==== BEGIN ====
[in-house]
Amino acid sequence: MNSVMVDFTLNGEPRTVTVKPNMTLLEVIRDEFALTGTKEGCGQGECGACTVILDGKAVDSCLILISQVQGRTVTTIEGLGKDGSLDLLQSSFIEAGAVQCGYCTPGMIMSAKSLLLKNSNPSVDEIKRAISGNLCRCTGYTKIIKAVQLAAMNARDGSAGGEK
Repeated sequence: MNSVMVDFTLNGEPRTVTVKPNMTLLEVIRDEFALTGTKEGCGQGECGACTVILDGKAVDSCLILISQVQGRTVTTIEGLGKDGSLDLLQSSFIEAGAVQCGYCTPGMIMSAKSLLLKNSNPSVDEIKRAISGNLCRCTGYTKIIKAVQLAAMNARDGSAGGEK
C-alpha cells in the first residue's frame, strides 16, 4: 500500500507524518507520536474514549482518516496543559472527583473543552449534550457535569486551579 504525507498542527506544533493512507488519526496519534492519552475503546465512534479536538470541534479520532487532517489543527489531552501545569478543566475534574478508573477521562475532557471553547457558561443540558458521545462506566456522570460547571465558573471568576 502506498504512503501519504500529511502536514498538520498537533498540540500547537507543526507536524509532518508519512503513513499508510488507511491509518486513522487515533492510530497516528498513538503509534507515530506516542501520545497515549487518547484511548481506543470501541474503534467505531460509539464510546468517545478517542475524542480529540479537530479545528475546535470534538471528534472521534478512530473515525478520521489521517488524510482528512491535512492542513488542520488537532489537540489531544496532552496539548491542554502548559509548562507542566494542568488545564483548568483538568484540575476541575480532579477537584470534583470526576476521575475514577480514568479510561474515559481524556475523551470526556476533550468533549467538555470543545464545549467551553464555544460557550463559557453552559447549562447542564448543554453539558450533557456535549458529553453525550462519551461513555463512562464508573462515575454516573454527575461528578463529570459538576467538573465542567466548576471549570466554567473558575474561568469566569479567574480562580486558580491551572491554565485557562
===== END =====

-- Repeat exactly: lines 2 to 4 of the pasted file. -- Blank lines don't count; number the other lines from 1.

Amino acid sequence: MNSVMVDFTLNGEPRTVTVKPNMTLLEVIRDEFALTGTKEGCGQGECGACTVILDGKAVDSCLILISQVQGRTVTTIEGLGKDGSLDLLQSSFIEAGAVQCGYCTPGMIMSAKSLLLKNSNPSVDEIKRAISGNLCRCTGYTKIIKAVQLAAMNARDGSAGGEK
Repeated sequence: MNSVMVDFTLNGEPRTVTVKPNMTLLEVIRDEFALTGTKEGCGQGECGACTVILDGKAVDSCLILISQVQGRTVTTIEGLGKDGSLDLLQSSFIEAGAVQCGYCTPGMIMSAKSLLLKNSNPSVDEIKRAISGNLCRCTGYTKIIKAVQLAAMNARDGSAGGEK
C-alpha cells in the first residue's frame, strides 16, 4: 500500500507524518507520536474514549482518516496543559472527583473543552449534550457535569486551579 504525507498542527506544533493512507488519526496519534492519552475503546465512534479536538470541534479520532487532517489543527489531552501545569478543566475534574478508573477521562475532557471553547457558561443540558458521545462506566456522570460547571465558573471568576 502506498504512503501519504500529511502536514498538520498537533498540540500547537507543526507536524509532518508519512503513513499508510488507511491509518486513522487515533492510530497516528498513538503509534507515530506516542501520545497515549487518547484511548481506543470501541474503534467505531460509539464510546468517545478517542475524542480529540479537530479545528475546535470534538471528534472521534478512530473515525478520521489521517488524510482528512491535512492542513488542520488537532489537540489531544496532552496539548491542554502548559509548562507542566494542568488545564483548568483538568484540575476541575480532579477537584470534583470526576476521575475514577480514568479510561474515559481524556475523551470526556476533550468533549467538555470543545464545549467551553464555544460557550463559557453552559447549562447542564448543554453539558450533557456535549458529553453525550462519551461513555463512562464508573462515575454516573454527575461528578463529570459538576467538573465542567466548576471549570466554567473558575474561568469566569479567574480562580486558580491551572491554565485557562